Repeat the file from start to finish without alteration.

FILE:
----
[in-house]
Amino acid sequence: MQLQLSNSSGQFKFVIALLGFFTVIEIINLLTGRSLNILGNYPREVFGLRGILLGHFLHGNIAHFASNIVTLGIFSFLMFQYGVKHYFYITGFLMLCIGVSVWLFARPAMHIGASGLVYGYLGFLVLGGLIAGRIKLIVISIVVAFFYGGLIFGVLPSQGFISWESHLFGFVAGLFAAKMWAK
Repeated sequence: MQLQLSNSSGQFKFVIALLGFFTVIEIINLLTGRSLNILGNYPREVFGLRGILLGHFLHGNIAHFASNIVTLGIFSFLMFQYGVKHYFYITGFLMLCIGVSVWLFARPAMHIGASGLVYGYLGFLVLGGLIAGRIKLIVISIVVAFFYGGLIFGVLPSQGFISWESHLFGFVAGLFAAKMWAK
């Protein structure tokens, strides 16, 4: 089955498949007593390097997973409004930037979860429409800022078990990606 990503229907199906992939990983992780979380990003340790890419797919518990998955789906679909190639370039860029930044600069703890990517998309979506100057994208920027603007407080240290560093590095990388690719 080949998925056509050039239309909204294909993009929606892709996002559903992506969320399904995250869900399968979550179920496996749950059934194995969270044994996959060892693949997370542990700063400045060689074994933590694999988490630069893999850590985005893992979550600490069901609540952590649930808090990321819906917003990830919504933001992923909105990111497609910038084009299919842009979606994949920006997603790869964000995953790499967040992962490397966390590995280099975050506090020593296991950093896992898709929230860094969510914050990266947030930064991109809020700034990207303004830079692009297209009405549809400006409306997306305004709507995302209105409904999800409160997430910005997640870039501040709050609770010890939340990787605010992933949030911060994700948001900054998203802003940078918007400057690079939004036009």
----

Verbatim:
[in-house]
Amino acid sequence: MQLQLSNSSGQFKFVIALLGFFTVIEIINLLTGRSLNILGNYPREVFGLRGILLGHFLHGNIAHFASNIVTLGIFSFLMFQYGVKHYFYITGFLMLCIGVSVWLFARPAMHIGASGLVYGYLGFLVLGGLIAGRIKLIVISIVVAFFYGGLIFGVLPSQGFISWESHLFGFVAGLFAAKMWAK
Repeated sequence: MQLQLSNSSGQFKFVIALLGFFTVIEIINLLTGRSLNILGNYPREVFGLRGILLGHFLHGNIAHFASNIVTLGIFSFLMFQYGVKHYFYITGFLMLCIGVSVWLFARPAMHIGASGLVYGYLGFLVLGGLIAGRIKLIVISIVVAFFYGGLIFGVLPSQGFISWESHLFGFVAGLFAAKMWAK
């Protein structure tokens, strides 16, 4: 089955498949007593390097997973409004930037979860429409800022078990990606 990503229907199906992939990983992780979380990003340790890419797919518990998955789906679909190639370039860029930044600069703890990517998309979506100057994208920027603007407080240290560093590095990388690719 080949998925056509050039239309909204294909993009929606892709996002559903992506969320399904995250869900399968979550179920496996749950059934194995969270044994996959060892693949997370542990700063400045060689074994933590694999988490630069893999850590985005893992979550600490069901609540952590649930808090990321819906917003990830919504933001992923909105990111497609910038084009299919842009979606994949920006997603790869964000995953790499967040992962490397966390590995280099975050506090020593296991950093896992898709929230860094969510914050990266947030930064991109809020700034990207303004830079692009297209009405549809400006409306997306305004709507995302209105409904999800409160997430910005997640870039501040709050609770010890939340990787605010992933949030911060994700948001900054998203802003940078918007400057690079939004036009």